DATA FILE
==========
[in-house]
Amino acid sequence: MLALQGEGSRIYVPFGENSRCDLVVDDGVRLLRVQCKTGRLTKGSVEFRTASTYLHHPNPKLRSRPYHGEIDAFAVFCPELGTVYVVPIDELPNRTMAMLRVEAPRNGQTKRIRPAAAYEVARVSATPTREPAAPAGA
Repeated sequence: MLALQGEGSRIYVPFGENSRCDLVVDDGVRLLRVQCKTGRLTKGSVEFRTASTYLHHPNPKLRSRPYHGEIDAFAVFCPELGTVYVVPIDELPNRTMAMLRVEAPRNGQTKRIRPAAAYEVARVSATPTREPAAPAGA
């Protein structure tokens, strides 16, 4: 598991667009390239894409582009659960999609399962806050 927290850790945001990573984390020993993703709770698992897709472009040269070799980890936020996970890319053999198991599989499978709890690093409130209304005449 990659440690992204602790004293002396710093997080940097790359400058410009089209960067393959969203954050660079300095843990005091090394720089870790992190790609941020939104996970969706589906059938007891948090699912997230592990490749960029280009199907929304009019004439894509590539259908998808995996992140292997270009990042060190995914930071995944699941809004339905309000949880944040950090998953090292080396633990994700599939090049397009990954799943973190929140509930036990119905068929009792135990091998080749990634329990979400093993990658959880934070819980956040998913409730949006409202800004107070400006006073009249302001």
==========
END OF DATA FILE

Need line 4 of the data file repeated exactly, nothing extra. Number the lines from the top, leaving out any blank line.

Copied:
């Protein structure tokens, strides 16, 4: 598991667009390239894409582009659960999609399962806050 927290850790945001990573984390020993993703709770698992897709472009040269070799980890936020996970890319053999198991599989499978709890690093409130209304005449 990659440690992204602790004293002396710093997080940097790359400058410009089209960067393959969203954050660079300095843990005091090394720089870790992190790609941020939104996970969706589906059938007891948090699912997230592990490749960029280009199907929304009019004439894509590539259908998808995996992140292997270009990042060190995914930071995944699941809004339905309000949880944040950090998953090292080396633990994700599939090049397009990954799943973190929140509930036990119905068929009792135990091998080749990634329990979400093993990658959880934070819980956040998913409730949006409202800004107070400006006073009249302001």